Visions of Haiti

 

During the U.S. occupation of Haiti beginning in 1915 and ending in 1934, African Americans sought pan-Africanist identification with Haitians. During this period in Haiti, African Americans saw that there were similarities between how white, US occupants treated Haitians, and how white Americans treated African Americans. Racial tensions in the United States made African Americans capable of empathizing with Haitians, while also rejecting what was a racially influenced occupancy. There are many differences in the depiction of Haiti from African American artists like Lois Mailou Jones or James Porter who travelled to the country, with for example, Jacob Lawrence who had never been to Haiti. One central difference is the emphasis on setting and the depiction of the figures.

In Jacob Lawrence’s (1917-2000) piece, General Toussaint L’Ouverture (Figure 1), he depicts a key figure in the Haitian Revolution dressed in the uniform of perhaps a general. The outfit in the portrait, with its intricate gold designs and white accents presents a well-respected leader. The confidence and alert stature of the general depicts a sort of reverence for Haitian leaders that African Americans had from at home in the United States. Another paining (Figure 2) in this same series shows a similar depiction of Haitian men and women running with weapons in hand as if they were in war.

When we move to artists like Lois Mailou Jones (1905-1998) especially in her painting Peasant Girl, Haiti (Figure 4) the same tropical gold is paired with the brown skin of the figure, however, the figure seems to have been captured in its natural state with no emphasis on her strength. Even for James A. Porter’s (1905-1970) Market Women, the viewer’s focus is drawn to the detail of the landscape as well as the activities of the women in the pictures. The strength and warrior-like depiction of Haiti we get from artists like Jacob Lawrence seems to contrast with the softness of a traveler’s perspective on Haiti.

Each of the three artists portrayed the setting of their figures using similar tropical blues and golds however the focus of Porter’s and Jones’ work is on the props near the women. In both paintings, the props draw in on the natural poses of the women as if the painting was done while they were engaging in daily routines. Different from Lawrence’s pieces, the figures are not portrayed as soldiers or people working in the revolution. In To Preserve Their Freedom for example, the pointed lines, the direction off their noses and chins, and, the solid color of the dark sky and terrain emphasize speed, and draw the viewer’s attention to where they were going as opposed to where they were in that moment.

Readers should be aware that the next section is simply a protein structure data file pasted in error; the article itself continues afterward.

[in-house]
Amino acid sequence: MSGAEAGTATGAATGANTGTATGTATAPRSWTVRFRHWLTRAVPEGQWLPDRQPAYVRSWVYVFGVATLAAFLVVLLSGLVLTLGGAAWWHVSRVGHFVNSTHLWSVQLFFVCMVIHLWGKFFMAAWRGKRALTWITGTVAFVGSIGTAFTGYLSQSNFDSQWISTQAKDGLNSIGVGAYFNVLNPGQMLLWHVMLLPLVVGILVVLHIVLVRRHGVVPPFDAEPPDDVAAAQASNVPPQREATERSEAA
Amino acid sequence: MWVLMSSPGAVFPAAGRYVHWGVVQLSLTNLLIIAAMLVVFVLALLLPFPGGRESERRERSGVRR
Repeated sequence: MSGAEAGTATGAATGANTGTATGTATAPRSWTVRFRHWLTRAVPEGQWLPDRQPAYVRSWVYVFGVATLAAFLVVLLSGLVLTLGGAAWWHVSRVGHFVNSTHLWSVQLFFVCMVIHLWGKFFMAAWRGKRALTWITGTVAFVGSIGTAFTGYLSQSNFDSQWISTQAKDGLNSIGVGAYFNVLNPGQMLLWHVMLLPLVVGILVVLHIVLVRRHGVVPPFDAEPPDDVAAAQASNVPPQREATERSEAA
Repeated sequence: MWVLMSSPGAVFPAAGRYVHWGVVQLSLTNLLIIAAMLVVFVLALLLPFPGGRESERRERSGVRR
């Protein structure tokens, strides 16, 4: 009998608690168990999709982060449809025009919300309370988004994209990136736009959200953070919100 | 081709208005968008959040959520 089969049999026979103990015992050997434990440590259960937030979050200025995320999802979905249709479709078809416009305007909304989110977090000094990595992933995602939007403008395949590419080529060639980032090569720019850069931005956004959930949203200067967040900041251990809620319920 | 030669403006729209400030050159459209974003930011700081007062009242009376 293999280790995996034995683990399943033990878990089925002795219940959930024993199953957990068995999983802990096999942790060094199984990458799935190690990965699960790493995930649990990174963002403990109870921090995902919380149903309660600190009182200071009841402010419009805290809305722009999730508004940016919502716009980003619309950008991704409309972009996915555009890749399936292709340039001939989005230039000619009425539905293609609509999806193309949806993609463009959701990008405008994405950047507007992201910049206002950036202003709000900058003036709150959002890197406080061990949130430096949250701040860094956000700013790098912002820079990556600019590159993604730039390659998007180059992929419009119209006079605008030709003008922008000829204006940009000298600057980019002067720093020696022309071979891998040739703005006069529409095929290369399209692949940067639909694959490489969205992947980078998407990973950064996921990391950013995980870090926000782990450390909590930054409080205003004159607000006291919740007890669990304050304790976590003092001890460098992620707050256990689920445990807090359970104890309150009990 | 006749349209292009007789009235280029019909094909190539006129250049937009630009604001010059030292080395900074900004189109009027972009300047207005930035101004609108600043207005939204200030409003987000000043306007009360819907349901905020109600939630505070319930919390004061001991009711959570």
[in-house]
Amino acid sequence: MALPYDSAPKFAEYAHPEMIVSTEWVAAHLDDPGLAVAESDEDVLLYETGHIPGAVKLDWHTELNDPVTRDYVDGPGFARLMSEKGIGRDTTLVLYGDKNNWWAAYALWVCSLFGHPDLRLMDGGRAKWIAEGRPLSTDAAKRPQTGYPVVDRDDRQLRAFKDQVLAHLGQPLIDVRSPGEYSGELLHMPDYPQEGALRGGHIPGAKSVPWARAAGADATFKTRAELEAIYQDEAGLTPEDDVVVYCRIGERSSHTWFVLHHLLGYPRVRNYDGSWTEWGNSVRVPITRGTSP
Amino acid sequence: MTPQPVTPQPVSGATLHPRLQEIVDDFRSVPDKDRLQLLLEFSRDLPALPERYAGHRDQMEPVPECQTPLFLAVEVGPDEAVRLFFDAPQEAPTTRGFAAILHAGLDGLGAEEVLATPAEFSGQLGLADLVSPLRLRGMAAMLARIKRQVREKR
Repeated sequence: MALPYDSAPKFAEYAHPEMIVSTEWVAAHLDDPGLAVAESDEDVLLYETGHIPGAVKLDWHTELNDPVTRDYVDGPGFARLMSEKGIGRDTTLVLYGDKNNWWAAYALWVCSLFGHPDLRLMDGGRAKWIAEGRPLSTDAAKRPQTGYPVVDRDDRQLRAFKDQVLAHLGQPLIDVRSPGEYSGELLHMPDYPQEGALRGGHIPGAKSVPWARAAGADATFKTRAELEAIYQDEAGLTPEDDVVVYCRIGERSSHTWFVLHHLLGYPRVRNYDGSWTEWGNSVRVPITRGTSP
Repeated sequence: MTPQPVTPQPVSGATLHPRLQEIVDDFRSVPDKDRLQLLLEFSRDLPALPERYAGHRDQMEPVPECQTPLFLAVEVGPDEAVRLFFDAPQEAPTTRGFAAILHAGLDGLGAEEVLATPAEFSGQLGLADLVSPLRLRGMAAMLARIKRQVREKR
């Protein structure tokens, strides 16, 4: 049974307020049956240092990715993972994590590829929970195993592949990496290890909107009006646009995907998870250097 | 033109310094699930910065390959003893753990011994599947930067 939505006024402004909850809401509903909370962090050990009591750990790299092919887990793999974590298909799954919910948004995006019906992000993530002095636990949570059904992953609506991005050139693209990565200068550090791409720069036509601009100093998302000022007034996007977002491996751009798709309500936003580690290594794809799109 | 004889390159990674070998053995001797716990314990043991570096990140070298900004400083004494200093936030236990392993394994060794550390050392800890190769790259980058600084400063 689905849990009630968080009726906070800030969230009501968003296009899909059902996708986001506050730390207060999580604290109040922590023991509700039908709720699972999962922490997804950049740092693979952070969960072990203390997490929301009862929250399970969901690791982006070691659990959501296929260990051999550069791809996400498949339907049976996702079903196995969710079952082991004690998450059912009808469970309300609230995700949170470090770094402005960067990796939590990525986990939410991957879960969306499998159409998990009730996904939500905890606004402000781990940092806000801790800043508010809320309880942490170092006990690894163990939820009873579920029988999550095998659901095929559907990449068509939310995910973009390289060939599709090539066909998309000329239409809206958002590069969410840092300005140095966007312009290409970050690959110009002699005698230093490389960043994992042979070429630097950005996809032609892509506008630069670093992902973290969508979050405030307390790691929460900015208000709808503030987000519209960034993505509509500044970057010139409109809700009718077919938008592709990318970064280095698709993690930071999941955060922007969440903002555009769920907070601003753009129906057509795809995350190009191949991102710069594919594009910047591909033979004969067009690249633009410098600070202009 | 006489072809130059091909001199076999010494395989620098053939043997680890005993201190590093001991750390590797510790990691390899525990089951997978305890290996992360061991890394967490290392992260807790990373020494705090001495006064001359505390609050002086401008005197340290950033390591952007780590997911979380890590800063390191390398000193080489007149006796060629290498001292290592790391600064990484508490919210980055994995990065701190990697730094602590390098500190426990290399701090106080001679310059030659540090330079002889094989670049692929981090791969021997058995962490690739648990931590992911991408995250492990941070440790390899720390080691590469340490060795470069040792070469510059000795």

Artists who had not traveled to Haiti based their perceptions of the country on the relationship it had with the militant US occupants, however artists who did travel to the country were able to experience aspects of the country that had little to do with race or the Haitian Revolution. For example, in Market Women, more emphasis was put on the trees, hills, and dirt in the landscape, as well as the props on the ground. Because they could view, taste, smell, and touch Haiti, they could represent the country with for example, the country’s landscape as opposed to its racial history. Their figures also exerted a more natural and relatable humanity by showing what everyday activities looked like through the baskets and food on the ground. African American artists who had not travelled to Haiti had seen the country more so through the perspective of the Negro identity that they shared. Emphasis is taken off Negro identity for artists like James Porter, because of the recognition of how different African Americans are from Haitians despite similar racial pasts and a shared Negro identity. They found a new sense of pride for being a Negro American through travelling to the country because of their artistic acknowledgement of how different each Afro-diasporic culture is around the world.

 

Bibliography

  • FINLEY, C. Lo’1’s Mailou Jones: Impressions of the South.
  • Laduke, B. (1987). Lois Mailou Jones: The Grande Dame of African-American Art. Woman’s Art Journal8(2), 28-32.
  • Thompson, K. A. (2007). Preoccupied with Haiti. American Art21(3), 74-97.

Song: A Piece of Ground by Miriam Makeba